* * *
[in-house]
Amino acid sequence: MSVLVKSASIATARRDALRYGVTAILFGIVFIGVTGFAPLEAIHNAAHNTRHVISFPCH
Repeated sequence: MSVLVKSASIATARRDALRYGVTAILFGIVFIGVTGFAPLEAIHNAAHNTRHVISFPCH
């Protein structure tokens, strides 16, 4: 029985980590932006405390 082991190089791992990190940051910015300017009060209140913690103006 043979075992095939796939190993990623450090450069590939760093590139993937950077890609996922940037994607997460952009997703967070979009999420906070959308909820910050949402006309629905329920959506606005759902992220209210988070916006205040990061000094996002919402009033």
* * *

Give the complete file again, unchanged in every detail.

[in-house]
Amino acid sequence: MSVLVKSASIATARRDALRYGVTAILFGIVFIGVTGFAPLEAIHNAAHNTRHVISFPCH
Repeated sequence: MSVLVKSASIATARRDALRYGVTAILFGIVFIGVTGFAPLEAIHNAAHNTRHVISFPCH
């Protein structure tokens, strides 16, 4: 029985980590932006405390 082991190089791992990190940051910015300017009060209140913690103006 043979075992095939796939190993990623450090450069590939760093590139993937950077890609996922940037994607997460952009997703967070979009999420906070959308909820910050949402006309629905329920959506606005759902992220209210988070916006205040990061000094996002919402009033």